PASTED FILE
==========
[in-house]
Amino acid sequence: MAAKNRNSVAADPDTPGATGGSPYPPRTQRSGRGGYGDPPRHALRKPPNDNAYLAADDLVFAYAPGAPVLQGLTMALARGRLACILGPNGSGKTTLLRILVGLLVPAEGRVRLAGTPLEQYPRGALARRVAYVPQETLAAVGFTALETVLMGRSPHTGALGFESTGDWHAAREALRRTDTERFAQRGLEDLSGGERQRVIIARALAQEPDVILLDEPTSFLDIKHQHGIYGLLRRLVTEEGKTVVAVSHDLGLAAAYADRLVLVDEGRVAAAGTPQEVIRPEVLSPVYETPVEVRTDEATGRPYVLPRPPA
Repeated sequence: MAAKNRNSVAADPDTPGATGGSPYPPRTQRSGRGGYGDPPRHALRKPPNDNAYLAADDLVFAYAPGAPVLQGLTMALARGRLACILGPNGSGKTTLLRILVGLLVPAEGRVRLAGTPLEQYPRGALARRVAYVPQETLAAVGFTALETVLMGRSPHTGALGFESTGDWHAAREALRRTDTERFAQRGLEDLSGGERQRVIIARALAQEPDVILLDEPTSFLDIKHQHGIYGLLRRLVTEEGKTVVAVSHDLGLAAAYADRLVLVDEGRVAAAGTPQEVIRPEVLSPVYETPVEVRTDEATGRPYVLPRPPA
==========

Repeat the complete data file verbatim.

[in-house]
Amino acid sequence: MAAKNRNSVAADPDTPGATGGSPYPPRTQRSGRGGYGDPPRHALRKPPNDNAYLAADDLVFAYAPGAPVLQGLTMALARGRLACILGPNGSGKTTLLRILVGLLVPAEGRVRLAGTPLEQYPRGALARRVAYVPQETLAAVGFTALETVLMGRSPHTGALGFESTGDWHAAREALRRTDTERFAQRGLEDLSGGERQRVIIARALAQEPDVILLDEPTSFLDIKHQHGIYGLLRRLVTEEGKTVVAVSHDLGLAAAYADRLVLVDEGRVAAAGTPQEVIRPEVLSPVYETPVEVRTDEATGRPYVLPRPPA
Repeated sequence: MAAKNRNSVAADPDTPGATGGSPYPPRTQRSGRGGYGDPPRHALRKPPNDNAYLAADDLVFAYAPGAPVLQGLTMALARGRLACILGPNGSGKTTLLRILVGLLVPAEGRVRLAGTPLEQYPRGALARRVAYVPQETLAAVGFTALETVLMGRSPHTGALGFESTGDWHAAREALRRTDTERFAQRGLEDLSGGERQRVIIARALAQEPDVILLDEPTSFLDIKHQHGIYGLLRRLVTEEGKTVVAVSHDLGLAAAYADRLVLVDEGRVAAAGTPQEVIRPEVLSPVYETPVEVRTDEATGRPYVLPRPPA